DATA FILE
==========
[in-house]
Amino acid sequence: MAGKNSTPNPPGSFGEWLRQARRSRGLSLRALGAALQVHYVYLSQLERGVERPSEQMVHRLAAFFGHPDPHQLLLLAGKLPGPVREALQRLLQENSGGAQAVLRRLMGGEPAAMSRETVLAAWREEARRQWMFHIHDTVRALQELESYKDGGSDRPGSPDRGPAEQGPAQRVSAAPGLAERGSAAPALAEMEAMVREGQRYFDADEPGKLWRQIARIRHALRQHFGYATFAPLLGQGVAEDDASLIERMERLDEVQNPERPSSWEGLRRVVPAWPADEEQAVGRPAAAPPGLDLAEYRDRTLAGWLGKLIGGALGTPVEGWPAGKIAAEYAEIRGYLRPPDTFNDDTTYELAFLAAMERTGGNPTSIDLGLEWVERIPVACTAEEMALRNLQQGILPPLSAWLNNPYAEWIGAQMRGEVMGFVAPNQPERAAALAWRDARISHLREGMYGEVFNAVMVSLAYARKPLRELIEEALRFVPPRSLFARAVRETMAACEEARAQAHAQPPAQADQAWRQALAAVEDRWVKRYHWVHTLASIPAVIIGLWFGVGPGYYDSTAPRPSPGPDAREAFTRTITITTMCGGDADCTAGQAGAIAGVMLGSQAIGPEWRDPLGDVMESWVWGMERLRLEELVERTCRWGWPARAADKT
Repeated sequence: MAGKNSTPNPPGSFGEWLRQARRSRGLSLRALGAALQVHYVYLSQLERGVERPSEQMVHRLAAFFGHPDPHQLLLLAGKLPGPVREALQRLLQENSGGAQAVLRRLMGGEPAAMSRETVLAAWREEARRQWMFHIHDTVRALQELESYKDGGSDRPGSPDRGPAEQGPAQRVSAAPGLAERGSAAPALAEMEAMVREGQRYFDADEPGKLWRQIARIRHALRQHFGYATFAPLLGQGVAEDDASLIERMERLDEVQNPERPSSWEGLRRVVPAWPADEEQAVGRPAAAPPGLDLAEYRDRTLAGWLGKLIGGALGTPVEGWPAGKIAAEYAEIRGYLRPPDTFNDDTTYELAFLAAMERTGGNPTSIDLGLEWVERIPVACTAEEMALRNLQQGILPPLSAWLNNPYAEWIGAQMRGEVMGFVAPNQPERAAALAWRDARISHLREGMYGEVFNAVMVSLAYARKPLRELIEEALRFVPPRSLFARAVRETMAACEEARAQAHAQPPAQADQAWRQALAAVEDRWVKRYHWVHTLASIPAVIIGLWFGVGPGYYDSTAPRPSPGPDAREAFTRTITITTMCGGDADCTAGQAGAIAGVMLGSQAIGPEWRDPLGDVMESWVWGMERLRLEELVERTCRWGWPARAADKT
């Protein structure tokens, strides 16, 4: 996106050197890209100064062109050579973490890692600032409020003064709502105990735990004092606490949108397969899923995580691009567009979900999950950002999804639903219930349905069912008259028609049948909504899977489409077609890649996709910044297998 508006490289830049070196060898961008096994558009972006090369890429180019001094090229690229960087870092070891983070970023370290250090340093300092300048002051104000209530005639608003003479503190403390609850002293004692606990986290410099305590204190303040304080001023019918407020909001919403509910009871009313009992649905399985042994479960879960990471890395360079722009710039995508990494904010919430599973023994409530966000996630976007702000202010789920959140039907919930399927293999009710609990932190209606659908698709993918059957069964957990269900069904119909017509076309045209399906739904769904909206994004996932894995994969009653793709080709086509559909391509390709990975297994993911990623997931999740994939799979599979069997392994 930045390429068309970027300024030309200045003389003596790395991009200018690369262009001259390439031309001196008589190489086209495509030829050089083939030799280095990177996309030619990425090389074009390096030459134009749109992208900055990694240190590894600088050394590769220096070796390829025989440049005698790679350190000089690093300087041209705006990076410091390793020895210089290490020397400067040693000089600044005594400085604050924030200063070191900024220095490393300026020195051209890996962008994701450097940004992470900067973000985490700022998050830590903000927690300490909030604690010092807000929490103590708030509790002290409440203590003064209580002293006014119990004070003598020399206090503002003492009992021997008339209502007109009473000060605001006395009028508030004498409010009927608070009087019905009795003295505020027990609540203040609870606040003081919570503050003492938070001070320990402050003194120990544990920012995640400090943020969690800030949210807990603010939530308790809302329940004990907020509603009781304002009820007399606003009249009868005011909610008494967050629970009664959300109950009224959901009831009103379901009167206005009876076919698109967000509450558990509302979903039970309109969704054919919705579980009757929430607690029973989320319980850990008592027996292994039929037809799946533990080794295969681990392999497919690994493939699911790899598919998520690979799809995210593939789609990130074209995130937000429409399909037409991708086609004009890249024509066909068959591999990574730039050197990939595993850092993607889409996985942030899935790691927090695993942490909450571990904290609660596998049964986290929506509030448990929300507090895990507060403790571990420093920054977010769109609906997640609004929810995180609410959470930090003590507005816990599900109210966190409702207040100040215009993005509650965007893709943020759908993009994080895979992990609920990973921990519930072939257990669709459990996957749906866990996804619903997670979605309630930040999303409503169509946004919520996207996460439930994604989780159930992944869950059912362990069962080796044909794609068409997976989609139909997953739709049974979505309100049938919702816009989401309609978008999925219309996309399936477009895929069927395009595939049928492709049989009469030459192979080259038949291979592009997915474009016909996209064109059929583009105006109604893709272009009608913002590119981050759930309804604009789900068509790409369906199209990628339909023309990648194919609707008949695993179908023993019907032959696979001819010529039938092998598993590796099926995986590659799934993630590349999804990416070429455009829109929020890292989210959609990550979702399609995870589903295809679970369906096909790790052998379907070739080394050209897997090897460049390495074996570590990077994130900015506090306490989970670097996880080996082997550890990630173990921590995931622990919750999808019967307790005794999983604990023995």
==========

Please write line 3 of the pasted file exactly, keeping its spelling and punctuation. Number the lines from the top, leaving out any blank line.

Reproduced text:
Repeated sequence: MAGKNSTPNPPGSFGEWLRQARRSRGLSLRALGAALQVHYVYLSQLERGVERPSEQMVHRLAAFFGHPDPHQLLLLAGKLPGPVREALQRLLQENSGGAQAVLRRLMGGEPAAMSRETVLAAWREEARRQWMFHIHDTVRALQELESYKDGGSDRPGSPDRGPAEQGPAQRVSAAPGLAERGSAAPALAEMEAMVREGQRYFDADEPGKLWRQIARIRHALRQHFGYATFAPLLGQGVAEDDASLIERMERLDEVQNPERPSSWEGLRRVVPAWPADEEQAVGRPAAAPPGLDLAEYRDRTLAGWLGKLIGGALGTPVEGWPAGKIAAEYAEIRGYLRPPDTFNDDTTYELAFLAAMERTGGNPTSIDLGLEWVERIPVACTAEEMALRNLQQGILPPLSAWLNNPYAEWIGAQMRGEVMGFVAPNQPERAAALAWRDARISHLREGMYGEVFNAVMVSLAYARKPLRELIEEALRFVPPRSLFARAVRETMAACEEARAQAHAQPPAQADQAWRQALAAVEDRWVKRYHWVHTLASIPAVIIGLWFGVGPGYYDSTAPRPSPGPDAREAFTRTITITTMCGGDADCTAGQAGAIAGVMLGSQAIGPEWRDPLGDVMESWVWGMERLRLEELVERTCRWGWPARAADKT